Additive Anxiety

At the moment, stress is ubiquitous. Even if you are not managing sadness or anxiety at baseline, concerns related to COVID, upcoming elections, social unrest, and everything else that has come to the forefront in 2020 has people more stressed than ever. As such, we need to understand the impact of stress on mental health. But as Dr. Ashley Zucker of Kaiser Permanente’s Fontana Medical Center in Southern California highlights, we need to understand the ways in which people automatically associate stress with mental health issues. She says that “people react differently to stress, but if that stress or anxiety goes untreated over a long period of time, it can affect a person’s total health — mind, body and spirit.” She goes on to note that “Research has shown that when the stress hormone is activated, that ‘fight or flight’ response initially helps a person cope with the situation, but in the long run, it can impact their psychological and physical health.”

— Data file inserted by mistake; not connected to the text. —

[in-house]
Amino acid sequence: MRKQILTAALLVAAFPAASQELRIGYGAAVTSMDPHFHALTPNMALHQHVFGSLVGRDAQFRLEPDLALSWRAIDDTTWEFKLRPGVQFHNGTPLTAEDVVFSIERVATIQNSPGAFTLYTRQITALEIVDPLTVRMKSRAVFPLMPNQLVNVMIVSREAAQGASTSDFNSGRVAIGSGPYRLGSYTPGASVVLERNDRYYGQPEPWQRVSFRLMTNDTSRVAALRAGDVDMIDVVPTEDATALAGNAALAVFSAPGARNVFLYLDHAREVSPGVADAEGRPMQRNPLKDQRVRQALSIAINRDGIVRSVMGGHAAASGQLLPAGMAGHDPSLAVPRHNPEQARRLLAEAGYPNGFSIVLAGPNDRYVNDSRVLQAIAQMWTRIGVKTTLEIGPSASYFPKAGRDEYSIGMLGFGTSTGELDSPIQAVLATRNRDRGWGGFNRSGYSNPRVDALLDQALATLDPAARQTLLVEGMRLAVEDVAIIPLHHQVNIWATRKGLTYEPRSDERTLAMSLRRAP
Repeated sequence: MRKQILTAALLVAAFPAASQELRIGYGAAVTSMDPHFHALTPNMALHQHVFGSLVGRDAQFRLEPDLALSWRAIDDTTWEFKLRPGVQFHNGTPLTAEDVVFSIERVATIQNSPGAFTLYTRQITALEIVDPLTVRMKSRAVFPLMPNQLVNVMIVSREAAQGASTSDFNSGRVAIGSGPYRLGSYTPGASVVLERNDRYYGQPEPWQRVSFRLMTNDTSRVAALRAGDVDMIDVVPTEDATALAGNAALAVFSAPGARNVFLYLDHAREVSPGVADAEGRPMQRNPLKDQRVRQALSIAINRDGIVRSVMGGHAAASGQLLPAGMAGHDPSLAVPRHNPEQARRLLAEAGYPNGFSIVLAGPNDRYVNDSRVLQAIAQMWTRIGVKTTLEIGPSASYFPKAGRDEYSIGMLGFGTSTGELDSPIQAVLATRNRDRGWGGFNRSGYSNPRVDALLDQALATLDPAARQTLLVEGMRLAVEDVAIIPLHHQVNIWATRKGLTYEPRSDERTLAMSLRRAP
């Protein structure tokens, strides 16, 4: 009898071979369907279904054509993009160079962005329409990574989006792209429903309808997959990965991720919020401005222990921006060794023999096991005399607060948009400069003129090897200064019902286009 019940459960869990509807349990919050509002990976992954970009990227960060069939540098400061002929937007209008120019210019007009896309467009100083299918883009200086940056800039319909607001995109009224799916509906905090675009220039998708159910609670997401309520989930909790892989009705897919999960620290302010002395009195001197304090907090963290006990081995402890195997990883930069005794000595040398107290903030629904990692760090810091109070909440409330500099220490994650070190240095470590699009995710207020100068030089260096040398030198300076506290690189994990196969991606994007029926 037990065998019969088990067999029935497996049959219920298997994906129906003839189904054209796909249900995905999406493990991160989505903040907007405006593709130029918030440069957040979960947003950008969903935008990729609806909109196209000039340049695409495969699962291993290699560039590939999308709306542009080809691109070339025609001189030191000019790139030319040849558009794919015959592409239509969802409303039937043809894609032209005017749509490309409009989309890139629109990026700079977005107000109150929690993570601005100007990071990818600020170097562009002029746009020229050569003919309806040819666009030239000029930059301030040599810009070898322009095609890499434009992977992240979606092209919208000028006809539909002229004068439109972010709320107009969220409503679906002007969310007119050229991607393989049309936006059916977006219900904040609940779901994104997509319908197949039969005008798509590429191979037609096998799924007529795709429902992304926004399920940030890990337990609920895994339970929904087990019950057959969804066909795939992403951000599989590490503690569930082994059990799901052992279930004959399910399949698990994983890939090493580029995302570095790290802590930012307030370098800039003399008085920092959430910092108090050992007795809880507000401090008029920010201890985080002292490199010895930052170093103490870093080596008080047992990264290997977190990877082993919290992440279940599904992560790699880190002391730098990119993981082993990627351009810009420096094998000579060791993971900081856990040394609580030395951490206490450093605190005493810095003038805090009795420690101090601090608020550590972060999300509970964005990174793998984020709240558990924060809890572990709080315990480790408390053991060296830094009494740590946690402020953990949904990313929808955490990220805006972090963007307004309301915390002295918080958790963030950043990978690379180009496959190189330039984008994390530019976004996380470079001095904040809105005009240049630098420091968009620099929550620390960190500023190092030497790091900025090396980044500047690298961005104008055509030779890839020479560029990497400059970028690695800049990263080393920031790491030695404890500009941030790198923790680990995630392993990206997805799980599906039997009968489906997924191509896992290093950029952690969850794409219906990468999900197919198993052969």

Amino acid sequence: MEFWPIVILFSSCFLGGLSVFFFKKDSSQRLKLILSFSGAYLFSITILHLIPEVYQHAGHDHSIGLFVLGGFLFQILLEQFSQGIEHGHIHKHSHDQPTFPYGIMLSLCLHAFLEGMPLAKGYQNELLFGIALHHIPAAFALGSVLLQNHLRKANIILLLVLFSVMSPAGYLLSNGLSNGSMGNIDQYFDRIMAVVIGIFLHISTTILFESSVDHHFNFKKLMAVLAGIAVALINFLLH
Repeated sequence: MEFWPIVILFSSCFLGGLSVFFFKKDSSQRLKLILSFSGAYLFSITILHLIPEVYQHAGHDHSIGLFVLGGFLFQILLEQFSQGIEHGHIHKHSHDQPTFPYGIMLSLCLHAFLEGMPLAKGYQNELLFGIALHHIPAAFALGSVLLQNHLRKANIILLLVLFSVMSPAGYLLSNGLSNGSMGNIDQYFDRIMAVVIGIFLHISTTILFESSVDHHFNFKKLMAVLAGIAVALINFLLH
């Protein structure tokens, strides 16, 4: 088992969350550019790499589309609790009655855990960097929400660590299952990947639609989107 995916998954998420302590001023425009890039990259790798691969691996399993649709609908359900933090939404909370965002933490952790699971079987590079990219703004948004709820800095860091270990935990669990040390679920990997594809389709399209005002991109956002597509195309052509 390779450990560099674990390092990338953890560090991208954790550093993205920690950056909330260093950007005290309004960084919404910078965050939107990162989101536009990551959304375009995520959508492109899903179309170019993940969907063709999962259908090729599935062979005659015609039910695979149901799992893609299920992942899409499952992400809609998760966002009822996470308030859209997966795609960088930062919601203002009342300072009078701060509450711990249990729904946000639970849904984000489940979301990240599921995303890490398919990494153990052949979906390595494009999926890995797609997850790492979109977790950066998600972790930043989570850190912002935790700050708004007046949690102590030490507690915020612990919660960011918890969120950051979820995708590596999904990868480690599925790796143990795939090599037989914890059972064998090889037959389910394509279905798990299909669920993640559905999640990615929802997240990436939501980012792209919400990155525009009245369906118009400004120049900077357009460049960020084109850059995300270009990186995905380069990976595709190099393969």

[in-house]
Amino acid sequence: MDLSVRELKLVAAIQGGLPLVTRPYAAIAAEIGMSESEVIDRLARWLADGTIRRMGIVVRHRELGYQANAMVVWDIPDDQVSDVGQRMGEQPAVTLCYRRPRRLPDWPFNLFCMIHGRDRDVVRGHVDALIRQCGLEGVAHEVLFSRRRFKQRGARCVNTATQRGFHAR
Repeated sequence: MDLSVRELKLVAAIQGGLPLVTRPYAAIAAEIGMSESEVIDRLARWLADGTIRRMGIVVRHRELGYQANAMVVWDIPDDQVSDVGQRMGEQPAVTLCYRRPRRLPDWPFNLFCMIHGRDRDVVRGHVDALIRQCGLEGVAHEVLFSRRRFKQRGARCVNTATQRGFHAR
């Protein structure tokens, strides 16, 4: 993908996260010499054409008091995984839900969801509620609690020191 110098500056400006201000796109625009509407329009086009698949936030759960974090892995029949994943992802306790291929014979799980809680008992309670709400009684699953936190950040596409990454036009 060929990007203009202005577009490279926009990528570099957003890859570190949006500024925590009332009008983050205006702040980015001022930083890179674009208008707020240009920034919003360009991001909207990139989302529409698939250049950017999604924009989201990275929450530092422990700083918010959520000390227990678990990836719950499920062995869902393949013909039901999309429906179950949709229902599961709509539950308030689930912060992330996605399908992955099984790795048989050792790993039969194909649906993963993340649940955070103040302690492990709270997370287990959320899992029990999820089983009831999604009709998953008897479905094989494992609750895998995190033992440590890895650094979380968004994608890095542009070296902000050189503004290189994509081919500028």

So, what do we do?

Dr. Zucker recommends some healthy detachment “because worrying about the result is not going to change anything.” Apart from that, remaining in communication with each other is vital, focusing equally on what is going right and what is going wrong. 

Limiting news coverage is also vital. Next time you feel compelled to tune into the news or check your favorite news website, consider first engaging in a mindfulness-based exercise first. This may curb the desire to seek out more news or at least put you in a better state to receive the news.

Some medical experts suggest setting boundaries for political conversations. Self-care can also be key — eating healthy, drinking enough water, and getting enough sleep helps.

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